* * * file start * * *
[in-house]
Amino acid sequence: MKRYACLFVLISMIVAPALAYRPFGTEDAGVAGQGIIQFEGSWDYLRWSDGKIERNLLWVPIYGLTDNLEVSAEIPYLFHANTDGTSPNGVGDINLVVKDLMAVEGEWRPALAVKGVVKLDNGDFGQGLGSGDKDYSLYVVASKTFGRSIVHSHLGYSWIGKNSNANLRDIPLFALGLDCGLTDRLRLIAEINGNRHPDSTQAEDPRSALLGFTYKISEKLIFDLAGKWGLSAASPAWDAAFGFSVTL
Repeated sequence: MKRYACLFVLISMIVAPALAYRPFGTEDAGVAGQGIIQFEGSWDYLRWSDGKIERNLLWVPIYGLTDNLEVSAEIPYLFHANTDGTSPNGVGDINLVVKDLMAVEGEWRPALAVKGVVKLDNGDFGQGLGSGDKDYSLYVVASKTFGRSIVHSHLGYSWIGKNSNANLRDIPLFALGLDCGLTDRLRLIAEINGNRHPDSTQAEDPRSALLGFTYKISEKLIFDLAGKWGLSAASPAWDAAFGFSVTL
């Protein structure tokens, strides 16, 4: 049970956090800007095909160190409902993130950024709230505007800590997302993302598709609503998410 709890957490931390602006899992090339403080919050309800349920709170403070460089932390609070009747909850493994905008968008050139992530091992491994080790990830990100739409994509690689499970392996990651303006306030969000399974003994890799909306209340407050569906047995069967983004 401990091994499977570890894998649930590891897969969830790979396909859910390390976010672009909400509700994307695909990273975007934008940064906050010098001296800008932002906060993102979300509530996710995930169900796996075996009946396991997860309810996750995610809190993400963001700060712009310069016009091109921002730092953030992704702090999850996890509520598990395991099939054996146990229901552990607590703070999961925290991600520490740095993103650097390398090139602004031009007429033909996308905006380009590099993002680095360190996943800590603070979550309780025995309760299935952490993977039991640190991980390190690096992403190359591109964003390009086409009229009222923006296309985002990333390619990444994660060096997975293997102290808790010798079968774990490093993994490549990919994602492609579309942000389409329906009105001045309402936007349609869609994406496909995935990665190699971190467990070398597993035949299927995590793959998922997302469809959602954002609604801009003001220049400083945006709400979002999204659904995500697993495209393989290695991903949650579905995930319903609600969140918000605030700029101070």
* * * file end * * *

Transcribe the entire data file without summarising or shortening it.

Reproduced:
[in-house]
Amino acid sequence: MKRYACLFVLISMIVAPALAYRPFGTEDAGVAGQGIIQFEGSWDYLRWSDGKIERNLLWVPIYGLTDNLEVSAEIPYLFHANTDGTSPNGVGDINLVVKDLMAVEGEWRPALAVKGVVKLDNGDFGQGLGSGDKDYSLYVVASKTFGRSIVHSHLGYSWIGKNSNANLRDIPLFALGLDCGLTDRLRLIAEINGNRHPDSTQAEDPRSALLGFTYKISEKLIFDLAGKWGLSAASPAWDAAFGFSVTL
Repeated sequence: MKRYACLFVLISMIVAPALAYRPFGTEDAGVAGQGIIQFEGSWDYLRWSDGKIERNLLWVPIYGLTDNLEVSAEIPYLFHANTDGTSPNGVGDINLVVKDLMAVEGEWRPALAVKGVVKLDNGDFGQGLGSGDKDYSLYVVASKTFGRSIVHSHLGYSWIGKNSNANLRDIPLFALGLDCGLTDRLRLIAEINGNRHPDSTQAEDPRSALLGFTYKISEKLIFDLAGKWGLSAASPAWDAAFGFSVTL
């Protein structure tokens, strides 16, 4: 049970956090800007095909160190409902993130950024709230505007800590997302993302598709609503998410 709890957490931390602006899992090339403080919050309800349920709170403070460089932390609070009747909850493994905008968008050139992530091992491994080790990830990100739409994509690689499970392996990651303006306030969000399974003994890799909306209340407050569906047995069967983004 401990091994499977570890894998649930590891897969969830790979396909859910390390976010672009909400509700994307695909990273975007934008940064906050010098001296800008932002906060993102979300509530996710995930169900796996075996009946396991997860309810996750995610809190993400963001700060712009310069016009091109921002730092953030992704702090999850996890509520598990395991099939054996146990229901552990607590703070999961925290991600520490740095993103650097390398090139602004031009007429033909996308905006380009590099993002680095360190996943800590603070979550309780025995309760299935952490993977039991640190991980390190690096992403190359591109964003390009086409009229009222923006296309985002990333390619990444994660060096997975293997102290808790010798079968774990490093993994490549990919994602492609579309942000389409329906009105001045309402936007349609869609994406496909995935990665190699971190467990070398597993035949299927995590793959998922997302469809959602954002609604801009003001220049400083945006709400979002999204659904995500697993495209393989290695991903949650579905995930319903609600969140918000605030700029101070």